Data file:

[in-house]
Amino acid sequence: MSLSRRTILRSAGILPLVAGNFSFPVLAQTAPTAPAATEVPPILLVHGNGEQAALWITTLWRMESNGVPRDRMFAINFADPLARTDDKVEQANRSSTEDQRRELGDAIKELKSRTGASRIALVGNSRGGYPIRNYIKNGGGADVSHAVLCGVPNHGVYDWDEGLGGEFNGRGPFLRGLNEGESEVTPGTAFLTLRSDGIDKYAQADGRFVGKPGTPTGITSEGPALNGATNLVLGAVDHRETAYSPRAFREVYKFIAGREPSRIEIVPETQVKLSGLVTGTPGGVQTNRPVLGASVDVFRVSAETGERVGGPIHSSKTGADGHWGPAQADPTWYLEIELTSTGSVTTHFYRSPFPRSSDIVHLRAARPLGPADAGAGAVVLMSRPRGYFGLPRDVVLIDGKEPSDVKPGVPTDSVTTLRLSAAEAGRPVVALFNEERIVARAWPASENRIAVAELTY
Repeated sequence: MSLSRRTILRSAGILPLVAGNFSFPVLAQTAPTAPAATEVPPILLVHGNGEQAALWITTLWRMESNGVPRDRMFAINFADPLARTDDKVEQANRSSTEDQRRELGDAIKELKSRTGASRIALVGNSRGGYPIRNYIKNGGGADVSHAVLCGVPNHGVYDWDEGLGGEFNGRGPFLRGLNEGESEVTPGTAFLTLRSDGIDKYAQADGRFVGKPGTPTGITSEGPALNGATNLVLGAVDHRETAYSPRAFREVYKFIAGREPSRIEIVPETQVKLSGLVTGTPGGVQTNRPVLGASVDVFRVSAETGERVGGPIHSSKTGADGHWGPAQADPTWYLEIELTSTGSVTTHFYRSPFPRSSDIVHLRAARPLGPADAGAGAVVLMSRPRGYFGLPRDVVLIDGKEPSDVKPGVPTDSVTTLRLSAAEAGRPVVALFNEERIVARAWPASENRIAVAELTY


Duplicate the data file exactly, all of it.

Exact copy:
[in-house]
Amino acid sequence: MSLSRRTILRSAGILPLVAGNFSFPVLAQTAPTAPAATEVPPILLVHGNGEQAALWITTLWRMESNGVPRDRMFAINFADPLARTDDKVEQANRSSTEDQRRELGDAIKELKSRTGASRIALVGNSRGGYPIRNYIKNGGGADVSHAVLCGVPNHGVYDWDEGLGGEFNGRGPFLRGLNEGESEVTPGTAFLTLRSDGIDKYAQADGRFVGKPGTPTGITSEGPALNGATNLVLGAVDHRETAYSPRAFREVYKFIAGREPSRIEIVPETQVKLSGLVTGTPGGVQTNRPVLGASVDVFRVSAETGERVGGPIHSSKTGADGHWGPAQADPTWYLEIELTSTGSVTTHFYRSPFPRSSDIVHLRAARPLGPADAGAGAVVLMSRPRGYFGLPRDVVLIDGKEPSDVKPGVPTDSVTTLRLSAAEAGRPVVALFNEERIVARAWPASENRIAVAELTY
Repeated sequence: MSLSRRTILRSAGILPLVAGNFSFPVLAQTAPTAPAATEVPPILLVHGNGEQAALWITTLWRMESNGVPRDRMFAINFADPLARTDDKVEQANRSSTEDQRRELGDAIKELKSRTGASRIALVGNSRGGYPIRNYIKNGGGADVSHAVLCGVPNHGVYDWDEGLGGEFNGRGPFLRGLNEGESEVTPGTAFLTLRSDGIDKYAQADGRFVGKPGTPTGITSEGPALNGATNLVLGAVDHRETAYSPRAFREVYKFIAGREPSRIEIVPETQVKLSGLVTGTPGGVQTNRPVLGASVDVFRVSAETGERVGGPIHSSKTGADGHWGPAQADPTWYLEIELTSTGSVTTHFYRSPFPRSSDIVHLRAARPLGPADAGAGAVVLMSRPRGYFGLPRDVVLIDGKEPSDVKPGVPTDSVTTLRLSAAEAGRPVVALFNEERIVARAWPASENRIAVAELTY